GRAVITY chromatic imaging of η Car’s core
Milliarcsecond resolution imaging of the wind-wind collision zone (Brγ, He I)
1 Max Planck Institute for Astronomy, Königstuhl 17, 69117 Heidelberg, Germany
2 LESIA, Observatoire de Paris, PSL Research University, CNRS, Sorbonne Universités, UPMC Univ. Paris 06, Univ. Paris Diderot, Sorbonne Paris Cité, France
3 Univ. Grenoble Alpes, CNRS, IPAG, 38000 Grenoble, France
4 I. Physikalisches Institut, Universität zu Köln, Zülpicher Str. 77, 50937 Köln, Germany
5 Universidade do Porto – Faculdade de Engenharia, Rua Dr. Roberto Frias, 4200-465 Porto, Portugal
6 CENTRA, Instituto Superior Tecnico, Av. Rovisco Pais, 1049-001 Lisboa, Portugal
7 European Southern Observatory, Karl-Schwarzschild-Str. 2, 85748 Garching, Germany
8 European Southern Observatory, Casilla, 19001 Santiago 19, Chile
9 Max Planck Institute for Extraterrestrial Physics, Giessenbachstrasse, 85741 Garching bei München, Germany
10 Dublin Institute for Advanced Studies, 31 Fitzwilliam Place, D02 XF86 Dublin, Ireland
11 Max-Planck-Institute for Radio Astronomy, Auf dem Hügel 69, 53121 Bonn, Germany
12 Department of Physics, Le Conte Hall, University of California, Berkeley, CA, 94720 USA
13 Unidad Mixta Internacional Franco-Chilena de Astronomía (CNRS UMI 3386), Departamento de Astronomía, Universidad de Chile, Camino El Observatorio 1515, Las Condes, Santiago, Chile
14 Sterrewacht Leiden, Leiden University, Postbus 9513, 2300 RA Leiden, The Netherlands
15 Department of Physics and Astronomy, University of Sheffield, Hicks Building, Hounsfield Rd., Sheffield, S3 7RH UK
16 Observatoire de Genève, Université de Genève, 51 Ch. des Maillettes, 1290 Sauverny, Switzerland
17 ONERA, The French Aerospace Lab, Châtillon, France
18 European Space Agency, Space Telescope Science Institute, Baltimore, USA
19 Faculdade de Ciências, Universidade de Lisboa, Edifício C8, Campo Grande, 1749-016 Lisbon, Portugal
20 School of Physics, Astrophysics Group, University of Exeter, Stocker Road, Exeter, EX4 4QL UK
Accepted: 16 July 2018
Context. η Car is one of the most intriguing luminous blue variables in the Galaxy. Observations and models of the X-ray, ultraviolet, optical, and infrared emission suggest a central binary in a highly eccentric orbit with a 5.54 yr period residing in its core. 2D and 3D radiative transfer and hydrodynamic simulations predict a primary with a dense and slow stellar wind that interacts with the faster and lower density wind of the secondary. The wind-wind collision scenario suggests that the secondary’s wind penetrates the primary’s wind creating a low-density cavity in it, with dense walls where the two winds interact. However, the morphology of the cavity and its physical properties are not yet fully constrained.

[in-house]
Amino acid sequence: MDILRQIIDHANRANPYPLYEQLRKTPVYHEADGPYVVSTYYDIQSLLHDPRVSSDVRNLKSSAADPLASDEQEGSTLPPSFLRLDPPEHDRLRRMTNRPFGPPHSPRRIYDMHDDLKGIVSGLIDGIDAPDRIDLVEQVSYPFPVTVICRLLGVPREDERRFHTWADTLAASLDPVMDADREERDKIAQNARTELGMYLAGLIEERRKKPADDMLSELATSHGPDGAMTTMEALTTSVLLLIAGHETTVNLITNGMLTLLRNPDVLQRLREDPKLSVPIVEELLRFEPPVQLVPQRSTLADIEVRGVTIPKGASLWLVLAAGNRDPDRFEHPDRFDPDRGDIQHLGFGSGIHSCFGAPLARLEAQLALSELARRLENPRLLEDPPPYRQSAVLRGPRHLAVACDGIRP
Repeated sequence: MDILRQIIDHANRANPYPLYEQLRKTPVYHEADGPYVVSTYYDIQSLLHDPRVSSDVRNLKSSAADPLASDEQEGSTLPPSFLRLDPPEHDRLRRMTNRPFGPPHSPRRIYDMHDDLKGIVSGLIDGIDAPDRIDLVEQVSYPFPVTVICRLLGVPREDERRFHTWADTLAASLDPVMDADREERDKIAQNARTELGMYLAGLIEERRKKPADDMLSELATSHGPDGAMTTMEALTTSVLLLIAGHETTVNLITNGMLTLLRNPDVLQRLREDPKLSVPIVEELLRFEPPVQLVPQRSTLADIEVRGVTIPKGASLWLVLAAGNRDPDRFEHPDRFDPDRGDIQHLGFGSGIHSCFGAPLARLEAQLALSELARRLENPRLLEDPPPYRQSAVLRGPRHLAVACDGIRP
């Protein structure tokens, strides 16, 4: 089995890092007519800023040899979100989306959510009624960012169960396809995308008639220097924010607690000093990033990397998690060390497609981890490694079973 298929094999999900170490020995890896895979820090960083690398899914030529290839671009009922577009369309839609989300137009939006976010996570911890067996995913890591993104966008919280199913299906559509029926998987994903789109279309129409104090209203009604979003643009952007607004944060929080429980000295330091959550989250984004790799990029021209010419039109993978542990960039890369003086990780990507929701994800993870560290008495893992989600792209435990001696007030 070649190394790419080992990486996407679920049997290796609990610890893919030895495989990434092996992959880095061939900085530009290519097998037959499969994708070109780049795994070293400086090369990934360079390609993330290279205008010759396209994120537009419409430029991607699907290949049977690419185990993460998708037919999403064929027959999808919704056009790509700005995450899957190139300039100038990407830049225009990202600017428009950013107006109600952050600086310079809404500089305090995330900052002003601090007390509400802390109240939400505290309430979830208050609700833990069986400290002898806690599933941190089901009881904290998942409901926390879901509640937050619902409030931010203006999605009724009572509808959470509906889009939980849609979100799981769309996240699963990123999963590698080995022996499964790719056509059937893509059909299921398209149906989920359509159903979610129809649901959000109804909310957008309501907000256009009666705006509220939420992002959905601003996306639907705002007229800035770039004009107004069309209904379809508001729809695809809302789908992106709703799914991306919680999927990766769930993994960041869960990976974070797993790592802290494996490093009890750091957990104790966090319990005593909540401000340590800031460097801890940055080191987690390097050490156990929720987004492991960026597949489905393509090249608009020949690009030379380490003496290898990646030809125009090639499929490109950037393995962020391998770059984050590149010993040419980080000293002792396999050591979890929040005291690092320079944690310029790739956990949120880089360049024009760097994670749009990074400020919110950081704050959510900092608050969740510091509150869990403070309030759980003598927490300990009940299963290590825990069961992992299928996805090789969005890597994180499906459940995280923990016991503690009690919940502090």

Aims. We aim to trace the inner ∼5–50 au structure of η Car’s wind-wind interaction, as seen through Brγ and, for the first time, through the He I 2s-2p line.
Methods. We have used spectro-interferometric observations with the K-band beam-combiner GRAVITY at the VLTI. The analyses of the data include (i) parametrical model-fitting to the interferometric observables, (ii) a CMFGEN model of the source’s spectrum, and (iii) interferometric image reconstruction.
Results. Our geometrical modeling of the continuum data allows us to estimate its FWHM angular size close to 2 mas and an elongation ratio ϵ = 1.06 ± 0.05 over a PA = 130° ± 20°. Our CMFGEN modeling of the spectrum helped us to confirm that the role of the secondary should be taken into account to properly reproduce the observed Brγ and He I lines. Chromatic images across the Brγ line reveal a southeast arc-like feature, possibly associated to the hot post-shocked winds flowing along the cavity wall. The images of the He I 2s-2p line served to constrain the 20 mas (∼50 au) structure of the line-emitting region. The observed morphology of He I suggests that the secondary is responsible for the ionized material that produces the line profile. Both the Brγ and the He I 2s-2p maps are consistent with previous hydrodynamical models of the colliding wind scenario. Future dedicated simulations together with an extensive interferometric campaign are necessary to refine our constraints on the wind and stellar parameters of the binary, which finally will help us predict the evolutionary path of η Car.
Key words: instrumentation: interferometers / instrumentation: high angular resolution / stars: mass-loss / stars: massive / stars: imaging / binaries: general
GRAVITY is developed in a collaboration by the Max Planck Institute for Extraterrestrial Physics, LESIA of Paris Observatory and IPAG of Université Grenoble Alpes/CNRS, the Max Planck Institute forAstronomy, the University of Cologne, the Centro Multidisciplinar de Astrofisica Lisbon and Porto, and the European Southern Observatory.
© ESO 2018